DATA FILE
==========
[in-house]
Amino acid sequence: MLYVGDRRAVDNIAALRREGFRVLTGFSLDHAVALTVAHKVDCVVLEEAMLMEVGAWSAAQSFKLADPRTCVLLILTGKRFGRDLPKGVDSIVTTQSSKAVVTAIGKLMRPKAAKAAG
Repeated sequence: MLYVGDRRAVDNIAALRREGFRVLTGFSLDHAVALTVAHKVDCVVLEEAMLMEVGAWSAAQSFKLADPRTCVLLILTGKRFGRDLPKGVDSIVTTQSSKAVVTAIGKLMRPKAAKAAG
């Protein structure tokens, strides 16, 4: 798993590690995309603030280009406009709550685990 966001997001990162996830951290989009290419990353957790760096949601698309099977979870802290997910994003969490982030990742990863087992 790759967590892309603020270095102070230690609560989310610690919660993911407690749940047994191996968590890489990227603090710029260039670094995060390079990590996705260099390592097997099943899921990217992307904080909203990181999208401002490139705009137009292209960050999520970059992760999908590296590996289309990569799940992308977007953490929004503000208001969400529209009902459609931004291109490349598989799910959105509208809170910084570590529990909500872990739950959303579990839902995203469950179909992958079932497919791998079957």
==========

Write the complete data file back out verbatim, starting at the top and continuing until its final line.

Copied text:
[in-house]
Amino acid sequence: MLYVGDRRAVDNIAALRREGFRVLTGFSLDHAVALTVAHKVDCVVLEEAMLMEVGAWSAAQSFKLADPRTCVLLILTGKRFGRDLPKGVDSIVTTQSSKAVVTAIGKLMRPKAAKAAG
Repeated sequence: MLYVGDRRAVDNIAALRREGFRVLTGFSLDHAVALTVAHKVDCVVLEEAMLMEVGAWSAAQSFKLADPRTCVLLILTGKRFGRDLPKGVDSIVTTQSSKAVVTAIGKLMRPKAAKAAG
């Protein structure tokens, strides 16, 4: 798993590690995309603030280009406009709550685990 966001997001990162996830951290989009290419990353957790760096949601698309099977979870802290997910994003969490982030990742990863087992 790759967590892309603020270095102070230690609560989310610690919660993911407690749940047994191996968590890489990227603090710029260039670094995060390079990590996705260099390592097997099943899921990217992307904080909203990181999208401002490139705009137009292209960050999520970059992760999908590296590996289309990569799940992308977007953490929004503000208001969400529209009902459609931004291109490349598989799910959105509208809170910084570590529990909500872990739950959303579990839902995203469950179909992958079932497919791998079957």